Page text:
The Cornish China-Clay Industry

A.L. Rowse finds that for more than 200 years Cornwall has been making an important contribution to British pottery.

The china-clay industry of Cornwall It had its small beginnings with Cookworthy’s and west devon is a unique extractive discoveries of the perfect components for making industry and also, with its production of hard china—which had been a secret of the two million tons of china-clay and china-stone a Chinese for centuries—from the 1750’s.

It is a year, an important one in the nation’s economy. fascinating industry; many people who know the West Country must be aware of it from the immense white sand-hills and the deep pits beside them which have turned the hinterland of St. Austell into a lunar landscape of strange beauty.

The industry has been going for two hundred years, and yet this is the first time that there has been a history of it.1 It should be said at once that, though written by an outsider to the area, it is a completely satisfactory job, thorough and competent, accurate and reliable, with a grasp of the technical operations that is much to be commended in a lady.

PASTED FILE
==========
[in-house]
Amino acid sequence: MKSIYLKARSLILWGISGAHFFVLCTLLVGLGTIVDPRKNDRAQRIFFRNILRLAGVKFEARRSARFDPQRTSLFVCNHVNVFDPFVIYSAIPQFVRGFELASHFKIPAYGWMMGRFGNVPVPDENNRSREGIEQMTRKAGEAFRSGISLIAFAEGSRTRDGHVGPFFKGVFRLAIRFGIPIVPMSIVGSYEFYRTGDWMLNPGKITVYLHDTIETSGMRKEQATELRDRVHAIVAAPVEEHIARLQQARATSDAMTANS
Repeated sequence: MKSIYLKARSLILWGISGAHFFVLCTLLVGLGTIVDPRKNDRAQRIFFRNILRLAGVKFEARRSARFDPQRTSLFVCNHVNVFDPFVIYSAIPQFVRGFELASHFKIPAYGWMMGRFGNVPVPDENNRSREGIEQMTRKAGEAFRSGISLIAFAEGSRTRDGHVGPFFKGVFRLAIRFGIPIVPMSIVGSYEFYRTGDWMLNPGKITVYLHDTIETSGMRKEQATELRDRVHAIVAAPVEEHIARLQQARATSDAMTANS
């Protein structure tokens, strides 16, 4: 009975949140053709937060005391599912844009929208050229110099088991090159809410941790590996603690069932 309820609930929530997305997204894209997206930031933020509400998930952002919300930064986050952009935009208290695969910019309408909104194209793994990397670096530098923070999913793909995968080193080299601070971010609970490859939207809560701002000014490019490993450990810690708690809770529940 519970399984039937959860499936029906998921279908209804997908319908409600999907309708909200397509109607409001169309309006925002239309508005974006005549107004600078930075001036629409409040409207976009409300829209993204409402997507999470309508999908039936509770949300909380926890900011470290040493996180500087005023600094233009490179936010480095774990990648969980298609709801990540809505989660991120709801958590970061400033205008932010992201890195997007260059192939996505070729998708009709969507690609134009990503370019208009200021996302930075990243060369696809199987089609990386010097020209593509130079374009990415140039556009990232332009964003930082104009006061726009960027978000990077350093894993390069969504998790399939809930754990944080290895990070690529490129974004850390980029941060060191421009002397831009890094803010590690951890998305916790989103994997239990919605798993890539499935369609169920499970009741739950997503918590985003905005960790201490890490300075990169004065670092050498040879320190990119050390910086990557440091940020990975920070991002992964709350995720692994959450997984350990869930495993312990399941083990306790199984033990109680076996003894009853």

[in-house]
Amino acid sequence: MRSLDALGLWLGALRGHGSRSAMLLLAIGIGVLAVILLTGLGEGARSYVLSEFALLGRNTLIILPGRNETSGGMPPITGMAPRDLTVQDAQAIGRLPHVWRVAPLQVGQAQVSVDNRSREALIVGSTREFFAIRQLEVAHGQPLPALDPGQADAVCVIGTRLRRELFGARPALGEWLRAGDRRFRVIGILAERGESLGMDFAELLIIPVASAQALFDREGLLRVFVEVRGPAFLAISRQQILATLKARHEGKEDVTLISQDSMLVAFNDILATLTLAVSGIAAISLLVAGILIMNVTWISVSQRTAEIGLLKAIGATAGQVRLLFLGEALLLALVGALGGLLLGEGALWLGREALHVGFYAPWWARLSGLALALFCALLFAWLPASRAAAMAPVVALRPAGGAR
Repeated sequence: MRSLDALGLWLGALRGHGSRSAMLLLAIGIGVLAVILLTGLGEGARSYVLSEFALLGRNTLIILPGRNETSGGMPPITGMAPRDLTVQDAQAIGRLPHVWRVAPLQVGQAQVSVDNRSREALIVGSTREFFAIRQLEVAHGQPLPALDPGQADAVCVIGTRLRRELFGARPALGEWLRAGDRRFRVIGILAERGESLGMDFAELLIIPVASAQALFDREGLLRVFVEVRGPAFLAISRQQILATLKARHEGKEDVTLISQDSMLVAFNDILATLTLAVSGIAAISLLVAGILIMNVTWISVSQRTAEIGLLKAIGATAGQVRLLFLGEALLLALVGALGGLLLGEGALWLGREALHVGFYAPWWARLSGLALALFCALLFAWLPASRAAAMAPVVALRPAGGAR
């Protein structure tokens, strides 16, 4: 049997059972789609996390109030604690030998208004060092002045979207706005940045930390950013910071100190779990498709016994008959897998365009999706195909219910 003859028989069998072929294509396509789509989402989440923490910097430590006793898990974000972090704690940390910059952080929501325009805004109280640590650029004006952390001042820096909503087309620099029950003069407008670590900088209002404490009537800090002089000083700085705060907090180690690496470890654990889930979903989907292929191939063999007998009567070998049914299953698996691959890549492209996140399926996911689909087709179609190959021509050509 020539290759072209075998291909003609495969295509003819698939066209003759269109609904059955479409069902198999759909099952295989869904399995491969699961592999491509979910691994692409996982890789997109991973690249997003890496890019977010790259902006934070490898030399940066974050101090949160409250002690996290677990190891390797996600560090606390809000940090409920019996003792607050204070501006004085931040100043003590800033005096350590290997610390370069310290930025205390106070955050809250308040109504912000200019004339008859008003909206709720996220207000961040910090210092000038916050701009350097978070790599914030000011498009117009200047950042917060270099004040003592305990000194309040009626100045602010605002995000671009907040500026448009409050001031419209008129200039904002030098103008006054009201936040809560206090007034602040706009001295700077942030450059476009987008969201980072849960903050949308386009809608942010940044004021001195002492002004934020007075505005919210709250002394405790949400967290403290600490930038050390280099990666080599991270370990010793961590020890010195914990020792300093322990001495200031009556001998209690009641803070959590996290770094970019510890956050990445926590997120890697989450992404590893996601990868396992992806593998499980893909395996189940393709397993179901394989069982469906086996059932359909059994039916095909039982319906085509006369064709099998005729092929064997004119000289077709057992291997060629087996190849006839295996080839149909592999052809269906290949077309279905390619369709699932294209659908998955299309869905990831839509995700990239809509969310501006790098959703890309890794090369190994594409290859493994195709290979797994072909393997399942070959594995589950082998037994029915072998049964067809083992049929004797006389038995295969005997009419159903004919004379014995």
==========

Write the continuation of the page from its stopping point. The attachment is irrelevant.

Mr. and Mrs. D. B. Barton are newcomers to Cornwall; with the extraordinary body of work they have already accomplished—a splendid history of the famous Cornish Beam-Engine, another of the Tin Industry, their work on Railways—their sheer North-Country energy puts the local inhabitants to shame. Already on their way to becoming the Sidney and Beatrice Webb of Cornish historiography, in another few decades, if they are patient, they may even be ‘adopted’.

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